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The Vice President of Special Projects for the National Black Chamber of Commerce, NBCC, is Co-Chair of the Economic Opportunity Committee for the US Colombia Action Plan on Racial and Ethnic Equality, CAPREE.
By Alejandro Maldonado for Fundación Color de Colombia
Charles H. DeBow, III is the Vice President of Special Projects for the National Black Chamber of Commerce, a nonprofit, nonpartisan, nonsectarian organization founded in 1993. He spoke to us about the organization and its relations to Colombia in the following interview.
¿What is your role within the NBCC?
The NBCC continues to evolve as a global organization. Over the past 10 years we have made many new relationships with partnerships and affiliates around the world. Founded chambers in Paris, Suriname, Colombia, and affiliations with 35 countries in Africa.
My responsibility has become to act as a liaison to all the chamber and affiliate organizations around the world. Colombia has taken the front position in our global initiatives.
My other responsibilities include direction of internet policies and initiatives, oversee the development of our online network, and develop e-commerce initiatives. I represent the NBCC on various governmental and nongovernmental committees.
I also have co-directed NBCC trade missions to Brazil, Cuba, Ghana, Kenya, Costa Rica, Bahamas, and Jamaica. We are planning meetings in Colombia this year as well.
¿How large is the organization? What is your purpose?
We have over 140 affiliated chapters across the United States and international affiliate chapters in the Bahamas, Brazil, Colombia, Ghana, Kenya, France Botswana, Cameroon, and Jamaica.
We reach 100,000 Black-owned businesses. Our goal is to economically empower and sustain African American communities through entrepreneurship and capitalistic activity within the United States. We do this by increasing business development and growth via procurement, capital access, and international trade.
¿What plans does the NBCC have for Colombia?
Colombia is the apex for a period of exponential growth and economic development. With the prospect of real peace the stage is being set for the country to emerge further as a global leader in many sectors.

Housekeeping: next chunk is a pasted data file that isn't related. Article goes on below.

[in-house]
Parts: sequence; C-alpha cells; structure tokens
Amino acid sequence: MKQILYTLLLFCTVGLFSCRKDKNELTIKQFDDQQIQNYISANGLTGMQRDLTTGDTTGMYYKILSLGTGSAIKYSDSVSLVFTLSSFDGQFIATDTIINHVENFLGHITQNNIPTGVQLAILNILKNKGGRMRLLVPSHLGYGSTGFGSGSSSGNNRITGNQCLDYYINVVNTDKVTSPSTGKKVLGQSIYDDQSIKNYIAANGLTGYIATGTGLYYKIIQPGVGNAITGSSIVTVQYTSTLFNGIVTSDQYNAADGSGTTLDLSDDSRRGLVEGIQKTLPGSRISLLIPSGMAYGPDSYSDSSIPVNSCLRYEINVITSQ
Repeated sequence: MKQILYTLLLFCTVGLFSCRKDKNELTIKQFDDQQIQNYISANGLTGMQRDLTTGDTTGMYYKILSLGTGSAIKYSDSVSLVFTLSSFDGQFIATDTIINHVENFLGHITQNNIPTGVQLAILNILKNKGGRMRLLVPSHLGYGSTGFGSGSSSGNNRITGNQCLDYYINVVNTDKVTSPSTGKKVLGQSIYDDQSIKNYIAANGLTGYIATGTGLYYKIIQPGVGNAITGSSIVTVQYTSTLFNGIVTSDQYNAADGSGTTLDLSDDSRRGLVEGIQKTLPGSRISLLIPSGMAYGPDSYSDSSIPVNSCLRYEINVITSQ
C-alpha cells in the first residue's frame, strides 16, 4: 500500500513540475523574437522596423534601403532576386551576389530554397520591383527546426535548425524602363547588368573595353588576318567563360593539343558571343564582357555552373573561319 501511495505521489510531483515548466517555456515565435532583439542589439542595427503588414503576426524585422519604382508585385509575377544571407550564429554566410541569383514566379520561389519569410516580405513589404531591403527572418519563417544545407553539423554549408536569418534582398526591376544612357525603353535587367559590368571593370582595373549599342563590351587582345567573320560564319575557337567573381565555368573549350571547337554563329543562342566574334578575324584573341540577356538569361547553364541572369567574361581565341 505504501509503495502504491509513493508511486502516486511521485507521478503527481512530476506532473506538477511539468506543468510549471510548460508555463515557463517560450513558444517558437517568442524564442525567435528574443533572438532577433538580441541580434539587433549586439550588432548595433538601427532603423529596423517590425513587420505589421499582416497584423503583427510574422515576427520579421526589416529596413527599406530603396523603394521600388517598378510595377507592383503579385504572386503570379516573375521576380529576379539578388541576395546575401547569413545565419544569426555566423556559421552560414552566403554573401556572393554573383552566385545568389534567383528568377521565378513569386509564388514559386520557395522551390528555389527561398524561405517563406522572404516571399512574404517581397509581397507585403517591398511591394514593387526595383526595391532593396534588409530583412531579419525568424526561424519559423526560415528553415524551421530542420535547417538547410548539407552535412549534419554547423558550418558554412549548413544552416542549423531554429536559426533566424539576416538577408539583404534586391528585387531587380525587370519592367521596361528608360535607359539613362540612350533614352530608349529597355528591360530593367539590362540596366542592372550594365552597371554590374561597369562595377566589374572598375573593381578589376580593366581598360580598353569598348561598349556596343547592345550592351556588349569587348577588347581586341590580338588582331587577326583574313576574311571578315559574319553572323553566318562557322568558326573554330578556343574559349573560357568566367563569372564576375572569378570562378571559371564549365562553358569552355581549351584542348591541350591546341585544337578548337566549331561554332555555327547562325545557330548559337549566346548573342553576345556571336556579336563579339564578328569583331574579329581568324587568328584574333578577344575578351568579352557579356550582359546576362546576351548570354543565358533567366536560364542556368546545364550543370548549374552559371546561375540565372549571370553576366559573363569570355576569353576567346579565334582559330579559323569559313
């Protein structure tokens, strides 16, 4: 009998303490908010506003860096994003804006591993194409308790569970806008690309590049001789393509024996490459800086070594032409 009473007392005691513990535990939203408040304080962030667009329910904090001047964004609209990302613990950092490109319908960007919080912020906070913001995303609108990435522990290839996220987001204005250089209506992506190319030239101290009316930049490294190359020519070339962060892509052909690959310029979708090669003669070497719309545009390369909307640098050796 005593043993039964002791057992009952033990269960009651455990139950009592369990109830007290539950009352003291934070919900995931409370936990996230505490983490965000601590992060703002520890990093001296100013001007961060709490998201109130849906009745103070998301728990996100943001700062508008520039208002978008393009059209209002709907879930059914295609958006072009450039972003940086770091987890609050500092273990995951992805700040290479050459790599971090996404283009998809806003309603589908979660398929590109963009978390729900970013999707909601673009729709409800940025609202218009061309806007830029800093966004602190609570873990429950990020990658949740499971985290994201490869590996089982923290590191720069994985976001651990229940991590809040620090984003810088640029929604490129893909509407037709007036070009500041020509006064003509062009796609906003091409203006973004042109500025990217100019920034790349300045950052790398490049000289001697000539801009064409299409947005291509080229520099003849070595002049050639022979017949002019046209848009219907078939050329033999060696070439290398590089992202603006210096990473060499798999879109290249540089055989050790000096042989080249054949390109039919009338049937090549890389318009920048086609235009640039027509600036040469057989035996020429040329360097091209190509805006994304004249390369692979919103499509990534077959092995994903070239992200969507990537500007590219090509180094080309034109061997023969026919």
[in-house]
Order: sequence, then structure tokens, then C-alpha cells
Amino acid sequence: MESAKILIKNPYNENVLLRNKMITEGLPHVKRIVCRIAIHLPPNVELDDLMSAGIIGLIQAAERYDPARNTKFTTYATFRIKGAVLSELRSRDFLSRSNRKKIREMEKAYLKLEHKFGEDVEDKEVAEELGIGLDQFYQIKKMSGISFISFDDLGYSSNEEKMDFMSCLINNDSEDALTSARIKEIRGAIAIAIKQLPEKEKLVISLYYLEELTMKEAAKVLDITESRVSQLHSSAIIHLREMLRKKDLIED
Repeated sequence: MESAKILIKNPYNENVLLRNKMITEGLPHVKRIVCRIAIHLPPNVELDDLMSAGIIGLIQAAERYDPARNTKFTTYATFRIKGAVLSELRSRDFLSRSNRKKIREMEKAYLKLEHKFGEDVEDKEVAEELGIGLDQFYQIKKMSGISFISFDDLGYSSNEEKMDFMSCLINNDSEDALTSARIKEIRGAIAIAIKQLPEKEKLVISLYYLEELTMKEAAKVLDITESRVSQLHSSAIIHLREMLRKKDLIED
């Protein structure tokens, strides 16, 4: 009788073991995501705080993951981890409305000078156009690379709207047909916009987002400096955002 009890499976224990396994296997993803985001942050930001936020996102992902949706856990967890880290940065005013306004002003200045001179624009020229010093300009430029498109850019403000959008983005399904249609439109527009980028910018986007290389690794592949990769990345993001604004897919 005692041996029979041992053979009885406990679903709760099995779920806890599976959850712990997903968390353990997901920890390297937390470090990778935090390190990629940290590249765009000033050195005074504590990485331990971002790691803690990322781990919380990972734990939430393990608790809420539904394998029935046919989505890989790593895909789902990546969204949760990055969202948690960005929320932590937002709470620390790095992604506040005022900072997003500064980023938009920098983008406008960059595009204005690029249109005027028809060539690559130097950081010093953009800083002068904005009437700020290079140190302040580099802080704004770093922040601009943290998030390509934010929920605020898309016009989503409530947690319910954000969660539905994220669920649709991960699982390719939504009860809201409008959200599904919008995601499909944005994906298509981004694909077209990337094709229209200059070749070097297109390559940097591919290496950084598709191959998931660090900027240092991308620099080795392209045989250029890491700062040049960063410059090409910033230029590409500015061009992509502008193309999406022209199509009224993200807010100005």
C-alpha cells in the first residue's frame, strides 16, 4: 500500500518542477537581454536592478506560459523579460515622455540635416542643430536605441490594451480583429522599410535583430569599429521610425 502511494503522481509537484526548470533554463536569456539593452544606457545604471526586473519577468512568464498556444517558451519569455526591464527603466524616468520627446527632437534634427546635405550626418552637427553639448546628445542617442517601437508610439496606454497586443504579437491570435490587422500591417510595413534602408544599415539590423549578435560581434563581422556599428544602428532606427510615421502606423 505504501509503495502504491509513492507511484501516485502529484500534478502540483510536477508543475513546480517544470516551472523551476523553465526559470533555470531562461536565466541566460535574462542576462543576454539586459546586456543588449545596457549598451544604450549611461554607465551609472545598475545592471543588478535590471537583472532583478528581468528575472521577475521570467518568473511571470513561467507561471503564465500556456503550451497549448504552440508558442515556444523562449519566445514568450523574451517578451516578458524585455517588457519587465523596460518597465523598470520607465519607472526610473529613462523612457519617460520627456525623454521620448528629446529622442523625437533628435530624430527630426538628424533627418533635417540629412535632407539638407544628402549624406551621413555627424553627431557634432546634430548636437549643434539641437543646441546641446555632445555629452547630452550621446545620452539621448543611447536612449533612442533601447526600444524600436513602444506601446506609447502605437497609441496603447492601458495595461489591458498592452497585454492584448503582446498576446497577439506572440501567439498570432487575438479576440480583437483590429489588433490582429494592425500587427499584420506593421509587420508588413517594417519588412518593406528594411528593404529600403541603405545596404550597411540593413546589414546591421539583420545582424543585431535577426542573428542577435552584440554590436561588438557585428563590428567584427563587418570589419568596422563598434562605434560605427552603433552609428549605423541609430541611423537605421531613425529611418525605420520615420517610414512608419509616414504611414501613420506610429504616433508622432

The NBCC has been in discussions with leaders of the private sector to help businesses gain the resources to build and have more participation in the economic boom about to occur.
I serve as the Co-Chair of the Economic Opportunity Committee for the US Colombia Action Plan on Racial and Ethnic Equality (CAPREE). It is a US / Colombia initiative of the US State Department and Colombia Government. It is still struggling to get going on the Colombia side.
It is made up of what is known as civil society. People representing many aspects of society. I represent the Economic Opportunity. It focuses on the creation of jobs from business development from the smallest to the largest companies working with American companies and our global partners to partner, joint venture, mentor, and train Colombians interested in expanding their business or simply becoming game-fully employed.
The beginning of activities will start with the USAID Grant to IOM (International Organization for Migration) to begin some of the programs. I anticipate being in Colombia to meet perspective program participants this summer. I am excited to get started.
¿How did the organization come to be?
In January 1989 Harry C. Alford Jr. starts heading the Minority Business Development Office for the State of Indiana at the request of Governor Evan Bayh. After historically raising participation from 1% to 6% and dealing with the public backlash from his impactful actions, he went on to appeal to the Black Caucus and the Businessmen for Good Government to form a bipartisan coalition and thus they come together in 1993 as the National Black Chamber of Commerce.
¿Who can join the NBCC?
Anyone interested in the organization can apply for membership. It may be done individually, as a Member Chapter, business, Student Chapter or a major corporation. See www.nationalbcc.org for more details.